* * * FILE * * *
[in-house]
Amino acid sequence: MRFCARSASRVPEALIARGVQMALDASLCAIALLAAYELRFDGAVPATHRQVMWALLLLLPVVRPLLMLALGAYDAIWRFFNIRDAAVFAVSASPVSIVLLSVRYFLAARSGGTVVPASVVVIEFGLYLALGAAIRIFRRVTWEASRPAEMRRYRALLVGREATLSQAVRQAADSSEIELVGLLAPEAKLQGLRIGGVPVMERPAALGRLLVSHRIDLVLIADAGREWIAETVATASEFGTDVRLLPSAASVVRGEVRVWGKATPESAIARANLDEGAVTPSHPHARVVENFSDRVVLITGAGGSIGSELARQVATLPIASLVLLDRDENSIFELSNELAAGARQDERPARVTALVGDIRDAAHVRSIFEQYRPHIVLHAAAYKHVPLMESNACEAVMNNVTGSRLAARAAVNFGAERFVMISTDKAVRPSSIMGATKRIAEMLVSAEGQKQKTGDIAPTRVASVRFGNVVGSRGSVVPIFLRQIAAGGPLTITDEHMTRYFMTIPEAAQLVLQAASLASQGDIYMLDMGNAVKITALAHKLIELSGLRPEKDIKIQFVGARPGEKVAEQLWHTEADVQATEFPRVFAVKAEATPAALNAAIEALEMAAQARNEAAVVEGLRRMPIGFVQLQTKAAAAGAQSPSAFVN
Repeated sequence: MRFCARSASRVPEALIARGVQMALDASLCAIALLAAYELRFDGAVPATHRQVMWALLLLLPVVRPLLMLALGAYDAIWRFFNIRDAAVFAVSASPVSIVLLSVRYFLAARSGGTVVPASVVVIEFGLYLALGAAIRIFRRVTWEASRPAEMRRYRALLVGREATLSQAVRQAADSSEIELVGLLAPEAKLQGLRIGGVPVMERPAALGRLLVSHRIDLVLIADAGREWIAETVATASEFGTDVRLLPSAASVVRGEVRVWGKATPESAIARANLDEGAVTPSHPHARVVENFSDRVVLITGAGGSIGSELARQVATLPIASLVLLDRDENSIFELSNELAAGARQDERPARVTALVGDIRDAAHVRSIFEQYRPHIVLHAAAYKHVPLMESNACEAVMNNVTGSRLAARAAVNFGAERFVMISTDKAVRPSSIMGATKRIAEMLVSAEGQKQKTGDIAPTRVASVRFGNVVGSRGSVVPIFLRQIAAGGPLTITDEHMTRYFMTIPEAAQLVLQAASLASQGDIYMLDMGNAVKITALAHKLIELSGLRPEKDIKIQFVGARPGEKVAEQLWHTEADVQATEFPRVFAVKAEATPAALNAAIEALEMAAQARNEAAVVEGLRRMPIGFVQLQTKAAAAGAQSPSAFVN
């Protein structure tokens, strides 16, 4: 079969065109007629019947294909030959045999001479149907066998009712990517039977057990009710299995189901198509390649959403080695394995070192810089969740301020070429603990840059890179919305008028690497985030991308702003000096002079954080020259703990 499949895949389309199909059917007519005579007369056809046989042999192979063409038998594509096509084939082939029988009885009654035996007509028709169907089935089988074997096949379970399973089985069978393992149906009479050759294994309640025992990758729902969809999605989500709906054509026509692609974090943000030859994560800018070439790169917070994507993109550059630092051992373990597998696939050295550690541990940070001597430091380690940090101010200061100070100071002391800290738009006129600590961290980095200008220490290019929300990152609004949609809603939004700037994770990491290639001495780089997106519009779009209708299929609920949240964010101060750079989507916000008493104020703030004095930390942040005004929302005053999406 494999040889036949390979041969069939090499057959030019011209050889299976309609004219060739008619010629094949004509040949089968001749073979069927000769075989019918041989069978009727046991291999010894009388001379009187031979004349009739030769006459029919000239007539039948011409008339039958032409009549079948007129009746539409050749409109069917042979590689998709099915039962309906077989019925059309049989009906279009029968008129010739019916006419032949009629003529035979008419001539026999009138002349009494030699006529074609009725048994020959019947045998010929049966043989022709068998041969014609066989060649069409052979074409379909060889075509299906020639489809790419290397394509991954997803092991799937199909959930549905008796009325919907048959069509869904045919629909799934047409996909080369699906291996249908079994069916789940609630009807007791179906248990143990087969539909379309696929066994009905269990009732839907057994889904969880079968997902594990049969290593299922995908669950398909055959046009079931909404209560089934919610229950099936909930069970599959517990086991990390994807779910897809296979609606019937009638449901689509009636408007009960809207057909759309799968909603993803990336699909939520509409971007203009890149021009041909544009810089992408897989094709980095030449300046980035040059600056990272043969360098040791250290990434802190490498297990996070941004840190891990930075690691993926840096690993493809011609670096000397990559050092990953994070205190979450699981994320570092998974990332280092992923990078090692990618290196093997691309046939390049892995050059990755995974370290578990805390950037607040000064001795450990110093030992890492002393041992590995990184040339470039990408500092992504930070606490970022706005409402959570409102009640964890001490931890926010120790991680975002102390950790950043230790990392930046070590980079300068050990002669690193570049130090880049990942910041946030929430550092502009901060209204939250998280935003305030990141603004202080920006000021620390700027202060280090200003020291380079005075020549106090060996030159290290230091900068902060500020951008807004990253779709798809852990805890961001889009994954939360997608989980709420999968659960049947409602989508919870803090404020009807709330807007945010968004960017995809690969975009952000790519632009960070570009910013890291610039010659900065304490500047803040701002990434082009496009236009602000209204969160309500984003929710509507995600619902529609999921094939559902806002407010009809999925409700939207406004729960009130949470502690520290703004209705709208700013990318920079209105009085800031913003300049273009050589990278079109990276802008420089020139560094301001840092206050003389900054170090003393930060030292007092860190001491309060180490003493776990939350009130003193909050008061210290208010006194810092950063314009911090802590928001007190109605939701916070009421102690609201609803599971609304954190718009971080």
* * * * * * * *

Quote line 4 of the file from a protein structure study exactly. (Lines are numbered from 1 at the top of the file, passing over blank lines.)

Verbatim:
């Protein structure tokens, strides 16, 4: 079969065109007629019947294909030959045999001479149907066998009712990517039977057990009710299995189901198509390649959403080695394995070192810089969740301020070429603990840059890179919305008028690497985030991308702003000096002079954080020259703990 499949895949389309199909059917007519005579007369056809046989042999192979063409038998594509096509084939082939029988009885009654035996007509028709169907089935089988074997096949379970399973089985069978393992149906009479050759294994309640025992990758729902969809999605989500709906054509026509692609974090943000030859994560800018070439790169917070994507993109550059630092051992373990597998696939050295550690541990940070001597430091380690940090101010200061100070100071002391800290738009006129600590961290980095200008220490290019929300990152609004949609809603939004700037994770990491290639001495780089997106519009779009209708299929609920949240964010101060750079989507916000008493104020703030004095930390942040005004929302005053999406 494999040889036949390979041969069939090499057959030019011209050889299976309609004219060739008619010629094949004509040949089968001749073979069927000769075989019918041989069978009727046991291999010894009388001379009187031979004349009739030769006459029919000239007539039948011409008339039958032409009549079948007129009746539409050749409109069917042979590689998709099915039962309906077989019925059309049989009906279009029968008129010739019916006419032949009629003529035979008419001539026999009138002349009494030699006529074609009725048994020959019947045998010929049966043989022709068998041969014609066989060649069409052979074409379909060889075509299906020639489809790419290397394509991954997803092991799937199909959930549905008796009325919907048959069509869904045919629909799934047409996909080369699906291996249908079994069916789940609630009807007791179906248990143990087969539909379309696929066994009905269990009732839907057994889904969880079968997902594990049969290593299922995908669950398909055959046009079931909404209560089934919610229950099936909930069970599959517990086991990390994807779910897809296979609606019937009638449901689509009636408007009960809207057909759309799968909603993803990336699909939520509409971007203009890149021009041909544009810089992408897989094709980095030449300046980035040059600056990272043969360098040791250290990434802190490498297990996070941004840190891990930075690691993926840096690993493809011609670096000397990559050092990953994070205190979450699981994320570092998974990332280092992923990078090692990618290196093997691309046939390049892995050059990755995974370290578990805390950037607040000064001795450990110093030992890492002393041992590995990184040339470039990408500092992504930070606490970022706005409402959570409102009640964890001490931890926010120790991680975002102390950790950043230790990392930046070590980079300068050990002669690193570049130090880049990942910041946030929430550092502009901060209204939250998280935003305030990141603004202080920006000021620390700027202060280090200003020291380079005075020549106090060996030159290290230091900068902060500020951008807004990253779709798809852990805890961001889009994954939360997608989980709420999968659960049947409602989508919870803090404020009807709330807007945010968004960017995809690969975009952000790519632009960070570009910013890291610039010659900065304490500047803040701002990434082009496009236009602000209204969160309500984003929710509507995600619902529609999921094939559902806002407010009809999925409700939207406004729960009130949470502690520290703004209705709208700013990318920079209105009085800031913003300049273009050589990278079109990276802008420089020139560094301001840092206050003389900054170090003393930060030292007092860190001491309060180490003493776990939350009130003193909050008061210290208010006194810092950063314009911090802590928001007190109605939701916070009421102690609201609803599971609304954190718009971080």